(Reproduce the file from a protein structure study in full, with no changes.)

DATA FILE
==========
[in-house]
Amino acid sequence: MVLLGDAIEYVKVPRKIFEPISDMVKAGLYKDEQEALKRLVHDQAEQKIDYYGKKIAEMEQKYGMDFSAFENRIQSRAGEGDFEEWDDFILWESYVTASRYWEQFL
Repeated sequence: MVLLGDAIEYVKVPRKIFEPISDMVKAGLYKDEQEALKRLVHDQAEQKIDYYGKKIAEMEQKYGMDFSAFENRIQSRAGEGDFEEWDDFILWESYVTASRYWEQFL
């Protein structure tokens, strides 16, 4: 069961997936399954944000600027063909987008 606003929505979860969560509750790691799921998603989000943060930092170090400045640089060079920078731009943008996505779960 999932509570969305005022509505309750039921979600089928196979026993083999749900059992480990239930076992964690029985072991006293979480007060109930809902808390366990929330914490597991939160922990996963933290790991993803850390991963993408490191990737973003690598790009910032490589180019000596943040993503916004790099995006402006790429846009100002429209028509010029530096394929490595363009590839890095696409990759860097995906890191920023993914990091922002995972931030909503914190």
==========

[in-house]
Amino acid sequence: MVLLGDAIEYVKVPRKIFEPISDMVKAGLYKDEQEALKRLVHDQAEQKIDYYGKKIAEMEQKYGMDFSAFENRIQSRAGEGDFEEWDDFILWESYVTASRYWEQFL
Repeated sequence: MVLLGDAIEYVKVPRKIFEPISDMVKAGLYKDEQEALKRLVHDQAEQKIDYYGKKIAEMEQKYGMDFSAFENRIQSRAGEGDFEEWDDFILWESYVTASRYWEQFL
């Protein structure tokens, strides 16, 4: 069961997936399954944000600027063909987008 606003929505979860969560509750790691799921998603989000943060930092170090400045640089060079920078731009943008996505779960 999932509570969305005022509505309750039921979600089928196979026993083999749900059992480990239930076992964690029985072991006293979480007060109930809902808390366990929330914490597991939160922990996963933290790991993803850390991963993408490191990737973003690598790009910032490589180019000596943040993503916004790099995006402006790429846009100002429209028509010029530096394929490595363009590839890095696409990759860097995906890191920023993914990091922002995972931030909503914190």